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People, Place and Peru - How far do you go to taste a guinea pig - by Chloe Daykin

Posted By Jacob Hope, 01 August 2019
Updated: 01 August 2019
We are delighted to welcome author Chloe Daykin who talks here about her new novel, 'Fire Girl Forest Boy' and launches an exciting competition for National Libraries week supported by Faber Children's Books.

I’ve been lucky enough to go on a couple of amazing trips for writing research. The first was thanks to the inaugural Julia Darling travel fellowship (after the much loved and missed wonderful person and author/poet/playwright Julia Darling). On that trip I travelled up to the arctic circle and beyond, to the Lofoten Islands on a sleeper train, staying in log cabins, swimming in fjords and eating cinnamon buns and salmon and hot potato cakes and seeing what emerged into my second book The Boy Who Hit Play.

Last year I was lucky enough to be awarded an arts council grant to travel to Peru to research my third, Fire Girl Forest Boy.  I travelled to shiny white volcanic towns, high altitude lakes, canyons, in rickshaws, buses (so many buses), reed canoes, up through the forest mists to Machu Picchu, the water filled streets of Ollaytaytambo stayed in houses with hot water bottles made from old Inca Cola cartons, soaked in hot springs and drank herbal altitude remedies up high, so high your lungs shrink so small you feel like you’re walking on the moon. 

A key thing to me when writing set in different places is people. As much as I like seeing landscapes and places it’s really people for me that matter and it’s them, their food, their culture and honest way of being that I need to soak up. It feels important to be genuine. And personalities for me need to come from a really real place. So, as much I loved it all it was really the people I went for. The people and the food!

I ate rice pudding from carts, hot dripping charcoal roast chicken with sweet purple chicca morada, alpaca, a little bit of guinea pig, alfadores (cookies sandwiched with caramel), passionfruit three milk cake with thick whipped white icing and red tea, and quinoa. Loads of quinoa. My favourite was quinoa porridge from a family up in the mountains. Delicious! 

On coming home and getting on with the writing it’s hard to know what’s going to make it in or out. 
What I hope that’s made it through into the book is the people’s soulfulness. Their honesty. Integrity. Openness and kindness.  I love their belief in magic. And if you belief in something enough you see it around you. I hope I’ve been able to capture some of that.

As a kid I thought the most exciting place to explore was the jungle. Flying over the amazon while eating my inflight dinner is something I’ll never forget.  So I hope that’s in there too.  A love of the jungle, told at a pace that feels like running through it..  A wild environmental journey through the cloud forests, lawless towns, crisp cities and up into the otherworldly Lima Cathedral - with its art of decapitated martyrs, monsters exploding out of bellies and guinea pig last supper!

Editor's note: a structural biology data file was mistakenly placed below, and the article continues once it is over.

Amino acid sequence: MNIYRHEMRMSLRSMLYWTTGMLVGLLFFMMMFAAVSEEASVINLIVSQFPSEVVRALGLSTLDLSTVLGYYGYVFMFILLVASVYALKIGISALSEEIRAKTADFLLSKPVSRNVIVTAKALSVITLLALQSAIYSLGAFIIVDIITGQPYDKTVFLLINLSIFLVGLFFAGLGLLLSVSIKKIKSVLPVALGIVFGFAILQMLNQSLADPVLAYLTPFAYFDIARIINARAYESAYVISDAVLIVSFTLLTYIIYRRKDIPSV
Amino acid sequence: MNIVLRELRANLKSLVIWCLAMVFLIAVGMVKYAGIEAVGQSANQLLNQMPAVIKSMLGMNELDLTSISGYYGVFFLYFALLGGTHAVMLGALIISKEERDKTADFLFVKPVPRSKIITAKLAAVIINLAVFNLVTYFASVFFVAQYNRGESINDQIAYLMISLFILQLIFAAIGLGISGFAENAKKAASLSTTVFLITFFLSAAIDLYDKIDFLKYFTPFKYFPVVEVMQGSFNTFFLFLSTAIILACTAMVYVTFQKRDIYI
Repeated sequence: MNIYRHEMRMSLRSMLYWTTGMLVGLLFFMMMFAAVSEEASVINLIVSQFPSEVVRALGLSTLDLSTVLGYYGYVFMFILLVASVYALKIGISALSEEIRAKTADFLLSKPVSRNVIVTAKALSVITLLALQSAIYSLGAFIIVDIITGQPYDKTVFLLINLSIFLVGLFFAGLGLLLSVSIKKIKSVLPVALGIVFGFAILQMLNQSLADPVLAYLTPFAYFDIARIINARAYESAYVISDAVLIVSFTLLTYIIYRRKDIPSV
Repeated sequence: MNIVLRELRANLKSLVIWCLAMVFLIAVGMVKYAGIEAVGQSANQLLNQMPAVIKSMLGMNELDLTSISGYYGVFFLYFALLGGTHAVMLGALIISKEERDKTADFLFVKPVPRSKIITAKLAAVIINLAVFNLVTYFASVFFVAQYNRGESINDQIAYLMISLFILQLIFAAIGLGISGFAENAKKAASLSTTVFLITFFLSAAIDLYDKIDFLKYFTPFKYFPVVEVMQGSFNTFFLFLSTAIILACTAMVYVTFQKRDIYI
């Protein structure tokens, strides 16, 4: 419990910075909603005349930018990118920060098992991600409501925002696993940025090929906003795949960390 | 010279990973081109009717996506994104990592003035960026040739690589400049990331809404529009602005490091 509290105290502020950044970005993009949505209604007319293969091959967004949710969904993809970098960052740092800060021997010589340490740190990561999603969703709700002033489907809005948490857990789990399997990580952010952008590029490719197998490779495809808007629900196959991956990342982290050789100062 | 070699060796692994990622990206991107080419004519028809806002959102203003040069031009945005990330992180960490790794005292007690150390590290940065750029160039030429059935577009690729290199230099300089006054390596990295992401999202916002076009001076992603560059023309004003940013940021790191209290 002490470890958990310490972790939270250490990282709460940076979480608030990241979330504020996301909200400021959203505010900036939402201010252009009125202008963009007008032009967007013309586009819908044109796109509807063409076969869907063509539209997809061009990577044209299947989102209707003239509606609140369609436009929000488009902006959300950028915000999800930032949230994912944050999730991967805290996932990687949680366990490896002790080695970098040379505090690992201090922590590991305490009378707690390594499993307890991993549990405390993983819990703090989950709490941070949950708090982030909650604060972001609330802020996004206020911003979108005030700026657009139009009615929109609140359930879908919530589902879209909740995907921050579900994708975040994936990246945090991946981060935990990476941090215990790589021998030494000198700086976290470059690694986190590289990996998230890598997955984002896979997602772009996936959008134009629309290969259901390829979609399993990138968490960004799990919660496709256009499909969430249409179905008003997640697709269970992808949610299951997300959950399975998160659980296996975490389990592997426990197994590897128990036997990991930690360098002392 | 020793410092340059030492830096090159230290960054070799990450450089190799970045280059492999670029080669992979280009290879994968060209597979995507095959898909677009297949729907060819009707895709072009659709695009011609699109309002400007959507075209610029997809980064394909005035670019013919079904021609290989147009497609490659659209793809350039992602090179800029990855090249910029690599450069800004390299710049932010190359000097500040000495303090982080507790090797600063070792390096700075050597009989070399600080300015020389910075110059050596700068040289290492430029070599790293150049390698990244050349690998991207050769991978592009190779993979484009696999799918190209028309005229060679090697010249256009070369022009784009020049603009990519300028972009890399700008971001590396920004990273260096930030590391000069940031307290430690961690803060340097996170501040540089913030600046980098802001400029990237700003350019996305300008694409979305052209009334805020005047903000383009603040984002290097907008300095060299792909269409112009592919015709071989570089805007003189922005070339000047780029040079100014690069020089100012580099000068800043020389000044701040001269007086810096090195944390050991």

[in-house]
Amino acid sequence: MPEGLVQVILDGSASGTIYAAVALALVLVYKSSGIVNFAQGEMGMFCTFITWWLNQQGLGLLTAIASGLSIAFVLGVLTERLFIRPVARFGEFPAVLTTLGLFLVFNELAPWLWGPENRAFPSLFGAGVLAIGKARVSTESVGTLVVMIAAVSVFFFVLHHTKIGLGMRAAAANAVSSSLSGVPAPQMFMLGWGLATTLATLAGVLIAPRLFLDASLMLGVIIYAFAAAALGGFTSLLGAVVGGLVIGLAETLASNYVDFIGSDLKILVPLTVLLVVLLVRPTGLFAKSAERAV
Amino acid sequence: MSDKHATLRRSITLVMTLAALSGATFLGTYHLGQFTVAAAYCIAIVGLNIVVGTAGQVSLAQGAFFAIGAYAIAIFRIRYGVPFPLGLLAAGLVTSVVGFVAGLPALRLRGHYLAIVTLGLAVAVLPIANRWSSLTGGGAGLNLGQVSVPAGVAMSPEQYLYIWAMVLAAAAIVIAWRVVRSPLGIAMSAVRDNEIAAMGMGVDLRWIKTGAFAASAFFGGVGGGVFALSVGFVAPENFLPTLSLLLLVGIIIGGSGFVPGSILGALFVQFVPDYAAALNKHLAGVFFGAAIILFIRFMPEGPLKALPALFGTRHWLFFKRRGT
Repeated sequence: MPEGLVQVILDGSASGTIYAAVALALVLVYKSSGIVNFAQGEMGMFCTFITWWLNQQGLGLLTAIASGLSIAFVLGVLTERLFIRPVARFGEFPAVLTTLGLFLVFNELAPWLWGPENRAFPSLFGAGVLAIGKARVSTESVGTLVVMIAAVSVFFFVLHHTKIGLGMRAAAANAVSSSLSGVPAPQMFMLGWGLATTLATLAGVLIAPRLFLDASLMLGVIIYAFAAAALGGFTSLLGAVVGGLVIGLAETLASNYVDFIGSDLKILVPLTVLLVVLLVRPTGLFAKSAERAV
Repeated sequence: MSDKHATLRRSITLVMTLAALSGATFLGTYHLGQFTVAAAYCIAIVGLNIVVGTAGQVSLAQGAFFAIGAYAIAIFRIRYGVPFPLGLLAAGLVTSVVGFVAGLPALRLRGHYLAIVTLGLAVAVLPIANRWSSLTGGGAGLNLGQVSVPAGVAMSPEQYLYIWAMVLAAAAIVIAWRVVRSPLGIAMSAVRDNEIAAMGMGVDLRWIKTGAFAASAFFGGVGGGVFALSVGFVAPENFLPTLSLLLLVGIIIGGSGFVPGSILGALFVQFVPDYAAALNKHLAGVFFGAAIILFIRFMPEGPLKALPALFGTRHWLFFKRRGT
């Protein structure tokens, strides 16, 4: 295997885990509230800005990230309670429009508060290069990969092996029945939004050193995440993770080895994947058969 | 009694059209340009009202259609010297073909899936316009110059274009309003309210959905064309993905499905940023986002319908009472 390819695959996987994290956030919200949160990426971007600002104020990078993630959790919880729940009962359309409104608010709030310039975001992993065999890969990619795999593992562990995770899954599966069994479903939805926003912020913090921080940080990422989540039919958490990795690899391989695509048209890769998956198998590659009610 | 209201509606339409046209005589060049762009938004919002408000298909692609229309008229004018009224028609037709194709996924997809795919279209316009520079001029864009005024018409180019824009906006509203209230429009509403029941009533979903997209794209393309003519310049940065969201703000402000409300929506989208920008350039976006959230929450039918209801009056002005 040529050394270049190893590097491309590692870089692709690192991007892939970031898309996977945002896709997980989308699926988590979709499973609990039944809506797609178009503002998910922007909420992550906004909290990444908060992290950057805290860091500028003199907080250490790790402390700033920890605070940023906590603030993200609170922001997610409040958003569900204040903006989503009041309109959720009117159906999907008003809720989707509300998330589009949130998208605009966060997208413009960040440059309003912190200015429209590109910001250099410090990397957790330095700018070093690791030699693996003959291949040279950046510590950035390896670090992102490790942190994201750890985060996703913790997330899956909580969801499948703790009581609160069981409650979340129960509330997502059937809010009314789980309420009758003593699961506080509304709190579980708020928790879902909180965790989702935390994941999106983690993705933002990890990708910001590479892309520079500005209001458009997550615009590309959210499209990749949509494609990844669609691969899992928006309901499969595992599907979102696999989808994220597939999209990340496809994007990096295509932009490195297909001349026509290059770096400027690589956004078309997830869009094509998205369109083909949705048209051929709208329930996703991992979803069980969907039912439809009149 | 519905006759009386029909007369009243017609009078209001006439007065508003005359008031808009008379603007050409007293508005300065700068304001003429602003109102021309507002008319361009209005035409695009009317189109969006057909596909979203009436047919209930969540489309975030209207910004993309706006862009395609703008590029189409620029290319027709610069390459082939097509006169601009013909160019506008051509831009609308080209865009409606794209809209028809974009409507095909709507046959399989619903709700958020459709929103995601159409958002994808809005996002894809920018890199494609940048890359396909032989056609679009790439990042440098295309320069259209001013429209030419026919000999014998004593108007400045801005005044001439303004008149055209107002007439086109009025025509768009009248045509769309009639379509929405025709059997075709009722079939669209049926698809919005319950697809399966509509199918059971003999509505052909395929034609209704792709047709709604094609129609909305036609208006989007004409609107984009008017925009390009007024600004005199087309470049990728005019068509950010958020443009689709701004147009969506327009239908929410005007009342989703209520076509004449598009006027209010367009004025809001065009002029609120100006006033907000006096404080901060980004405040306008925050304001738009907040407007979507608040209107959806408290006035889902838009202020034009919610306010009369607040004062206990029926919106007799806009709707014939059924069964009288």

Some of the landscapes are remembered. Some imagined. The environmental aspect came later from home based research. I guess if you love a place you want to protect it. So raising awareness of the illegal logging that’s going on (largely un-reported) - that’s effecting Peru so badly right now felt really important. 

Just after finishing the novel I read of a man was burned alive in Iquitos (where a chunk of the book is set) for standing up for indigenous communities, against mining and logging. His braveness and courage is humbling. I hope this books brings awareness of this cause in whatever small way it can. Without people standing up for each other we’re sunk.  And the people of Peru need standing up for and alongside.

I hope you enjoy the book. When I was writing it I was thinking a lot about Journey to The River Sea, Trash, Matilda, Rooftoppers, Keeper and One Hundred Years of Solitude. So perhaps some of that may have seeped in too.  
 
This week we have the incredibly lovely news that Fire Girl Forest Boy has been long listed for the Guardian’s Not The Booker prize.  And I am very proud and honoured! If you fancy a look at the list - for there are many many wonderful books on it - or a vote the link is here.
 
Before I was an author I started out as an artists/designer//bookbinder and to celebrate the brilliant National Libraries Week (organised by CILIP, the library and information association), in October we’re running a prize of having a library window painted in a lush tropical jungly style (by me!).  Simply tweet a pic of your library window with the hashtag #firegirlforestboy #librariesweek to be in with a chance to win. I would love to meet you and make your library look even lovelier!  Till then, happy reading and a massive thanks for all the hard and wonderful work you do!!!